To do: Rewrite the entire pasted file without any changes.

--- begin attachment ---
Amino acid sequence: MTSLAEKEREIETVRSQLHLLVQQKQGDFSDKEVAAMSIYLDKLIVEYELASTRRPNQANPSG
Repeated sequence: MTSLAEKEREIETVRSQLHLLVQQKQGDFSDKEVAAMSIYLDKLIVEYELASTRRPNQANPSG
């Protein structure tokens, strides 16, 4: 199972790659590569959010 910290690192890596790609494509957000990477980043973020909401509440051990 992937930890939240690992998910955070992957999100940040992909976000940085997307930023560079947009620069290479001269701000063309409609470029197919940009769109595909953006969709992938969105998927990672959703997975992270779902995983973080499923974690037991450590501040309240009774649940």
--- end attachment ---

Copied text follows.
Amino acid sequence: MTSLAEKEREIETVRSQLHLLVQQKQGDFSDKEVAAMSIYLDKLIVEYELASTRRPNQANPSG
Repeated sequence: MTSLAEKEREIETVRSQLHLLVQQKQGDFSDKEVAAMSIYLDKLIVEYELASTRRPNQANPSG
């Protein structure tokens, strides 16, 4: 199972790659590569959010 910290690192890596790609494509957000990477980043973020909401509440051990 992937930890939240690992998910955070992957999100940040992909976000940085997307930023560079947009620069290479001269701000063309409609470029197919940009769109595909953006969709992938969105998927990672959703997975992270779902995983973080499923974690037991450590501040309240009774649940």